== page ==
Respirator effects in impaired workers.
Cincinnati, OH: U.S. Department of Health and Human Services, Public Health Service, Centers for Disease Control and Prevention, National Institute for Occupational Safety and Health, R01-OH-008119, 2009 Nov; :1-16
The focus of this research project is respiratory protection. Respirators, technically known as respiratory personal protective devices, have traditionally been used in occupational settings to protect workers against inhalation hazards such as toxic materials. Persons who might use respirators were medically evaluated, and many persons with health disorders excluded from work requiring respiratory protection. More recently, however, a need for more widespread respirator use has been identified for several reasons: more industries and jobs require respiratory protection (e.g., the healthcare sector in addition to traditional mining/manufacturing sectors); respirators may be needed in many community settings (e.g., Hurricane Katrina cleanup, H1N1 influenza pandemic); and respirators may be needed if there is a bioterrorism concern. In addition, the workforce increasingly includes persons with impairments. Therefore, this research project sought to determine if persons with mild respiratory impairments could continue working while using respirators. In addition, despite extensive prior research studies, the reasons why some people tolerate respirator use poorly are not well understood. The project therefore also investigated the mechanisms of respirator effects. The project studied normal individuals and persons with mild respiratory impairments (COPD, asthma, and rhinitis) in both a research exercise physiology laboratory setting and while they performed a variety of work tasks using respirators. Two commonly used types of respirators were studied. Several different effects were analyzed- effects on ventilation (breathing), subjective effects, respirator induced anxiety, proper mask placement on the face, and impact upon the work productivity. This research project developed new methods for making many of these measurements. The data demonstrated that persons with mild respiratory impairments are able to safely and effectively use respirators. Improved methods of assessing effects were demonstrated, including a multidimensional subjective rating assessment and emphasis upon respiratory pattern control rather than simply measuring the total air breathed. The results showed that the two categories of respirators differed significantly in both physiologic and subjective effect. The respirator types also differed in the level of anxiety they induced. In addition, although mildly impaired subjects were able to continue doing the work with respirators, the patterns of adaptation and the types and magnitude of respirator effects differed significantly among the respiratory disease categories. Furthermore, this study directly measured work productivity while using respirators. Significant implications of this research include the following: (1) It is not necessary to exclude persons with mild respiratory disorders from work for which a respirator must be employed. (2) Specific medical evaluation considerations are needed depending on the type of respiratory disease. (3) The criteria for certifying new respirator designs by NIOSH should be reevaluated; in particular, the current testing methods may be augmented by measurement of impacts upon respiratory pattern, several types of subjective response, and work productivity. (4) Choosing the best respirator for an individual must consider interpersonal variability; there may be a trade-off between a higher level of protection afforded by some devices versus a lower likelihood that they will be actually properly used. (5) Methods developed in this study may be applicable to future respirator research to help produce devices that are likely to be well tolerated and actually properly used by a high proportion of potential users. (6) The study provided insights to address questions about why some users report problems, and why some respirator types may be better tolerated than others. In addition to potential benefit for protecting workers, results of this research are likely to have significant implications for use in the general community as well.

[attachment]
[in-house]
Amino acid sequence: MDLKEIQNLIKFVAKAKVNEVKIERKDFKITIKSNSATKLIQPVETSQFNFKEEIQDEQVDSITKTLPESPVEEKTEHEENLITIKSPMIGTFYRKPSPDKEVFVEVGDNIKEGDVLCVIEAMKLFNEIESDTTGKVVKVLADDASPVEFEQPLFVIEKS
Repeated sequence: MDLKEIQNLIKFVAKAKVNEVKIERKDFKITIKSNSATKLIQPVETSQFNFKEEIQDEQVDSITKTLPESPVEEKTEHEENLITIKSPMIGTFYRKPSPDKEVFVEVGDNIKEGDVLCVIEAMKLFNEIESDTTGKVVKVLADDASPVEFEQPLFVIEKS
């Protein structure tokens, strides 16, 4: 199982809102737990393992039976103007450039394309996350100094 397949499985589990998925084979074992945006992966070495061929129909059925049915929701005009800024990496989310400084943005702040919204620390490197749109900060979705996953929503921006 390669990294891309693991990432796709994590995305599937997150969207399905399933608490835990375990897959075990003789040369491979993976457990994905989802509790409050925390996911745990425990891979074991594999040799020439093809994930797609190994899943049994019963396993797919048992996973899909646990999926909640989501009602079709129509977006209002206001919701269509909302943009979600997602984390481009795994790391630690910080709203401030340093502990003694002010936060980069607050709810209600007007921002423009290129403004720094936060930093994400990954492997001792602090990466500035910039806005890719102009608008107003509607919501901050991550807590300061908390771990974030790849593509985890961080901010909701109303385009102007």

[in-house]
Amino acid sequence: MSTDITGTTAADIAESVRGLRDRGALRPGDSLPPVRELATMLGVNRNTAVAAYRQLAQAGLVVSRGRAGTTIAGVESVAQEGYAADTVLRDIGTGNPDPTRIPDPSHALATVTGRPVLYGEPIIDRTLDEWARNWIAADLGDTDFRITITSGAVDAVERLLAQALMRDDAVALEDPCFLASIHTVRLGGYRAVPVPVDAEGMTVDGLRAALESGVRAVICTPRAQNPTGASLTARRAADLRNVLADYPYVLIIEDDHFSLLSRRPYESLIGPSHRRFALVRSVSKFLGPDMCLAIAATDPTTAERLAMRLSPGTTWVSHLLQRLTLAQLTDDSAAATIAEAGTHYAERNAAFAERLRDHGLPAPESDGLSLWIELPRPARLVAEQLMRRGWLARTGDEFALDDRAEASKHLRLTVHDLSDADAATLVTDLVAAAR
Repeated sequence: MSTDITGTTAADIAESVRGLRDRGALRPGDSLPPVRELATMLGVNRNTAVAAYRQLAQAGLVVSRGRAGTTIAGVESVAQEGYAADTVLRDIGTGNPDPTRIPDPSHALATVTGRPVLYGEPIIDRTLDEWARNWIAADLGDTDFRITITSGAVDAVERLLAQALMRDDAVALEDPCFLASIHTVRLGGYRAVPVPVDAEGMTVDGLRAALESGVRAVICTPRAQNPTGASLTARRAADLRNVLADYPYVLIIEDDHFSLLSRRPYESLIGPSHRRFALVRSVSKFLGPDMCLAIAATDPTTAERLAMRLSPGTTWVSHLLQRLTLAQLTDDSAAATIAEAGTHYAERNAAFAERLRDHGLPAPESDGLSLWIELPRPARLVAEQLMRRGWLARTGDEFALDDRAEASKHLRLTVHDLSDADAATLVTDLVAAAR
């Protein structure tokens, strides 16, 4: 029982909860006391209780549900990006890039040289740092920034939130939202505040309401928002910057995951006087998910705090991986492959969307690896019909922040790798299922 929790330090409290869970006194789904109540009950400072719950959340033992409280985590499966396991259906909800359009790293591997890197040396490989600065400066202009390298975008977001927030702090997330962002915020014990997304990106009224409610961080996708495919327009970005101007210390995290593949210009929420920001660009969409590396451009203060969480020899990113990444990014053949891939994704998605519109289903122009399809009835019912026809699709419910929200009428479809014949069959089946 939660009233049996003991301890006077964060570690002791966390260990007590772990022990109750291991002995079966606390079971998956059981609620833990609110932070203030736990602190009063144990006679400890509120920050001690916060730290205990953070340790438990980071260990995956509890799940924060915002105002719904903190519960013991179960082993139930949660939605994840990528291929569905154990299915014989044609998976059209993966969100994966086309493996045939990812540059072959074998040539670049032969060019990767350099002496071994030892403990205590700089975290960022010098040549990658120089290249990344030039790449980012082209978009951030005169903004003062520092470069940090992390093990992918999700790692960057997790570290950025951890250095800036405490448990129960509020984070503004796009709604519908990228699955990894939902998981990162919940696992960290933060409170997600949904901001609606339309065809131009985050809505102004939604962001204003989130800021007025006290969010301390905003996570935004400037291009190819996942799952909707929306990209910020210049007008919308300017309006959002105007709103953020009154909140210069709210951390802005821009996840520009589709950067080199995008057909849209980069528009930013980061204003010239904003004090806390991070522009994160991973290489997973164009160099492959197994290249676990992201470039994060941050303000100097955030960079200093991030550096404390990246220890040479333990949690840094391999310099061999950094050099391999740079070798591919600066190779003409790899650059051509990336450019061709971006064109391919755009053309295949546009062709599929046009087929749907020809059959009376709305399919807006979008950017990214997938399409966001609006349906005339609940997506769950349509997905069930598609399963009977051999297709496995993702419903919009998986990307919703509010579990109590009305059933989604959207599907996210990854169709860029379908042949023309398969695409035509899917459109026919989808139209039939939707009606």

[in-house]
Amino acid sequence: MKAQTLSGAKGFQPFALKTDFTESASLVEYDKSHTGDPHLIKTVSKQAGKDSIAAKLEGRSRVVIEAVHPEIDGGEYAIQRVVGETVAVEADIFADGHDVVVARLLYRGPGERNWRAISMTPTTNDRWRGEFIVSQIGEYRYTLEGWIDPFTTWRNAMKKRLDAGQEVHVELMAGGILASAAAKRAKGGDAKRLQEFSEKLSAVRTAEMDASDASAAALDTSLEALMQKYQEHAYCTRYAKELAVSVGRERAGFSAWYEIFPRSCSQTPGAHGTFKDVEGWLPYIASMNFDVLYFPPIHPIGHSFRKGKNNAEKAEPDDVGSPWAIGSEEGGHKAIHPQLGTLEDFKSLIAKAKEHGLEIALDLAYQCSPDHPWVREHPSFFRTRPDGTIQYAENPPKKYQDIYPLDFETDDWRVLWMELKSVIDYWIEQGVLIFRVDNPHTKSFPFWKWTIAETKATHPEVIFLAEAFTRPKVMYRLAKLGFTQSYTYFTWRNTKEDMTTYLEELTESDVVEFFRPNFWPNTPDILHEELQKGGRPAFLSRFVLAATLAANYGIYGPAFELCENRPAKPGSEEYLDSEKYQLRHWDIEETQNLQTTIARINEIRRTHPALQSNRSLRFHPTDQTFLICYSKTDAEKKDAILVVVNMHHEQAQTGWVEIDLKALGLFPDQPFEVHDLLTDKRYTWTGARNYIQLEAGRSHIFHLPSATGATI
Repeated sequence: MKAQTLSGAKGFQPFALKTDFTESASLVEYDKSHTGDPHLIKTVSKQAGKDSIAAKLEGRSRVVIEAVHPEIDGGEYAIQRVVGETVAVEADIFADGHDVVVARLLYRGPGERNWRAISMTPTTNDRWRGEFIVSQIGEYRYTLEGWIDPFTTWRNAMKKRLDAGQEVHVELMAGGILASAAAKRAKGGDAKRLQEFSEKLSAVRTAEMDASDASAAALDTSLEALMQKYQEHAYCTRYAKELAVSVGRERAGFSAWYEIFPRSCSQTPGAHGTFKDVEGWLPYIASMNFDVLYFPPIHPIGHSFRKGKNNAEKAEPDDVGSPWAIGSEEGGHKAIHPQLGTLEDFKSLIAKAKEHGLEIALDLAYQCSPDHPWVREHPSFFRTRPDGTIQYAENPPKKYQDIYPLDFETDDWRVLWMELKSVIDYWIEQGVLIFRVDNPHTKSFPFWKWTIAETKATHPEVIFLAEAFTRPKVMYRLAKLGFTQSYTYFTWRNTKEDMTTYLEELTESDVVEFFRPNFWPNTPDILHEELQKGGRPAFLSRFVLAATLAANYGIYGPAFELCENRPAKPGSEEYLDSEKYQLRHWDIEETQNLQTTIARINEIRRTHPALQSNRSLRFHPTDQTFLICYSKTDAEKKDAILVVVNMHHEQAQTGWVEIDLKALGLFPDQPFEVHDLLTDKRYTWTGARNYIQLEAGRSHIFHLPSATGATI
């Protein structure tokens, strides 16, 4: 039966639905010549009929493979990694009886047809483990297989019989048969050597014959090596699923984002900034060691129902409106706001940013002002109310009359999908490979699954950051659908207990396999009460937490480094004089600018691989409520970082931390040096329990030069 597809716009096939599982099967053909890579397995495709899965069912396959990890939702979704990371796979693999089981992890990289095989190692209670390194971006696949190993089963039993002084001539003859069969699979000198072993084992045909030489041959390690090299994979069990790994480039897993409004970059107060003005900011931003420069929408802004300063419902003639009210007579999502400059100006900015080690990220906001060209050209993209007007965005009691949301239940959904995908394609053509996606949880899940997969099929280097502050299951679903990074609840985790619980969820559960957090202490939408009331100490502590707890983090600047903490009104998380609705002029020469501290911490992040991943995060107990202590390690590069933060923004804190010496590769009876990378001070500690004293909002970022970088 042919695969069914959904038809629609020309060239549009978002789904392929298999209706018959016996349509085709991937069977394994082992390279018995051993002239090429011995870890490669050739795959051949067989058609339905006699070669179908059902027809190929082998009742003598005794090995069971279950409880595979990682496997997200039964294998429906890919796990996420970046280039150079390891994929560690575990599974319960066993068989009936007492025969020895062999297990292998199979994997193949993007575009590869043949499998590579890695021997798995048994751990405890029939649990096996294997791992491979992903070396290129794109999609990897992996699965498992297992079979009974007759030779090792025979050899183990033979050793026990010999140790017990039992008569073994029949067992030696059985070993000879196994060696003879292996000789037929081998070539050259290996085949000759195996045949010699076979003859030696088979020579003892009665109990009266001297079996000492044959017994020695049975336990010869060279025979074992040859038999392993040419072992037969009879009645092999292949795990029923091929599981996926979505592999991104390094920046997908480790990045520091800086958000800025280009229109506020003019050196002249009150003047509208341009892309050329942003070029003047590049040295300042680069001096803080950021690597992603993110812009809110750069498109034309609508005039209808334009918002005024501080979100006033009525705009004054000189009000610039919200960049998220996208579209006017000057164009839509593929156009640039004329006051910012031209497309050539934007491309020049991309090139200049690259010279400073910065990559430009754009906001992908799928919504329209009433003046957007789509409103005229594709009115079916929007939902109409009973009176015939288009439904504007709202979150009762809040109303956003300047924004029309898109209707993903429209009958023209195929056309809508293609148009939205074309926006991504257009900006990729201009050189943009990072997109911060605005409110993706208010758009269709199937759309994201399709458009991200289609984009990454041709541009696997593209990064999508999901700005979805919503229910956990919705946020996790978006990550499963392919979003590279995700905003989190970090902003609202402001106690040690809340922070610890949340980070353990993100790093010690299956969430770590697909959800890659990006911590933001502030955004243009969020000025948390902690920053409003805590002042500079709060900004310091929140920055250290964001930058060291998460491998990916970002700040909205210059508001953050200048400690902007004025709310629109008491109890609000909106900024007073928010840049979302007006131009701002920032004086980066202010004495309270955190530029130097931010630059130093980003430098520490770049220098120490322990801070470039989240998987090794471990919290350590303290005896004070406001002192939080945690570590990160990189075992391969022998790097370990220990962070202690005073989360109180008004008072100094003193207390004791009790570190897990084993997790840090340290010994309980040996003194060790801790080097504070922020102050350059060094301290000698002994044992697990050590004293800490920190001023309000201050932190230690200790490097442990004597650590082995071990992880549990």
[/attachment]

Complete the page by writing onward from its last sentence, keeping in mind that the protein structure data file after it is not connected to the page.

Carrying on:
Equipment-design; Face-masks; Filters; Injury-prevention; Personal-protection; Personal-protective-equipment; Physiological-effects; Physiological-factors; Physiological-measurements; Protective-equipment; Protective-measures; Pulmonary-system; Respirators; Respiratory-equipment; Respiratory-protective-equipment; Risk-analysis; Safety-engineering; Safety-equipment; Safety-measures; Safety-practices; Standards; Work-environment; Worker-motivation
Philip Harber, UCLA Occupational-Environmental Preventive Medicine, 10880 Wilshire Blvd., Suite 1800, Los Angeles, CA 90024
Final Grant Report
NTIS Accession No.
Personal Protective Technology
National Institute for Occupational Safety and Health
University of California, Los Angeles